If you’d like to discuss how a fractional COO can help your business, contact us at https://opalpg.com/contact-us/ or linkedin.com/in/cmatt

I was not moving, stuck against a rock and fighting the current.  It took all the effort I had to make progress.  My choices were to figure out a new approach to moving my kayak or getting out and admitting defeat.  I finally leveraged my way into open water.  In that moment, a river, some rapids, and a kayak reinforced the difference between strategy and tactics.

Kayakers know the joy from hitting a set of rapids just right with your boat flowing perfectly through the water and rocks, enjoying the ride, and coming out with your kayak positioned to take on the next challenge.  You also know it takes a lot of work and things don’t always go as planned.

Sometimes you get a little off course.  You underestimated the power of the current.  You didn’t act early enough to put the kayak in position to navigate the rocks or shallow water.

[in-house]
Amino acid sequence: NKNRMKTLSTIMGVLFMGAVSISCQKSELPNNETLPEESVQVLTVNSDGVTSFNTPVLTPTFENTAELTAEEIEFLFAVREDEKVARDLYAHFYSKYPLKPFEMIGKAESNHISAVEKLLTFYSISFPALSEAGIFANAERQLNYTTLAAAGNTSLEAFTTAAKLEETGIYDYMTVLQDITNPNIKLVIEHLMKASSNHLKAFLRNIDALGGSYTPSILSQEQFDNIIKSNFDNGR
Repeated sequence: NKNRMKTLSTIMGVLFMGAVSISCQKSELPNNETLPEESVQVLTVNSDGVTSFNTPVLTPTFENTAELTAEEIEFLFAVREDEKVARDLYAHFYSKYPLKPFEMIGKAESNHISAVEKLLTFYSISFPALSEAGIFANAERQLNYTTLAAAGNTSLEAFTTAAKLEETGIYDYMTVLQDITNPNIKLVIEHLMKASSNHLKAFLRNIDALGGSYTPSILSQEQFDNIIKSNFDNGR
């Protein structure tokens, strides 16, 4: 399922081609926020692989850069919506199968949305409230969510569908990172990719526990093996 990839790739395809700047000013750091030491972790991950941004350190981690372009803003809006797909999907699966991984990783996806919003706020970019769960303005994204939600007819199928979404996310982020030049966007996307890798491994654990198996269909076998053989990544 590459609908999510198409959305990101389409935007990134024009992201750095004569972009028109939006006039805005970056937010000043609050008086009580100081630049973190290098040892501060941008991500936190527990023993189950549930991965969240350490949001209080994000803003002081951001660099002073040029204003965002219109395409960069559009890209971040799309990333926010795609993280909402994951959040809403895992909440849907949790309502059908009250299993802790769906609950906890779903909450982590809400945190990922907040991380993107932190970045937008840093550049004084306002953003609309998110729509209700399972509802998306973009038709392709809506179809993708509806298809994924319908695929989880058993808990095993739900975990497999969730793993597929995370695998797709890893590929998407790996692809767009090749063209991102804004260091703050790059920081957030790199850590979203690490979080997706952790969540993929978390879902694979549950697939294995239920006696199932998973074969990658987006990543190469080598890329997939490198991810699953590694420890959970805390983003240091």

When that happens, you react.  You paddle harder to change direction.  You temporarily get stuck by the current, and it takes strength and willpower to get free.  You may have to get out of the boat and reset.  You may need help from your companions along for the journey.

When you first approach the rapids, you look downstream and assess the path you should take and where you want to end up.  That’s your strategy.  As you begin navigating downstream, you respond to obstacles and successes, moving closer toward your destination.  Those are your tactics.

Business is no different.  You have a path you believe will take you to destination successfully.  As you work toward your goal, wins and obstacles come at you randomly and unexpectedly along the way.  You change your tactics and adjust, keeping your eye on the future. You create a strategy and implement tactics to take you to your goal.  And sometimes you may need to reassess your situation, change your direction, and maybe ask for help.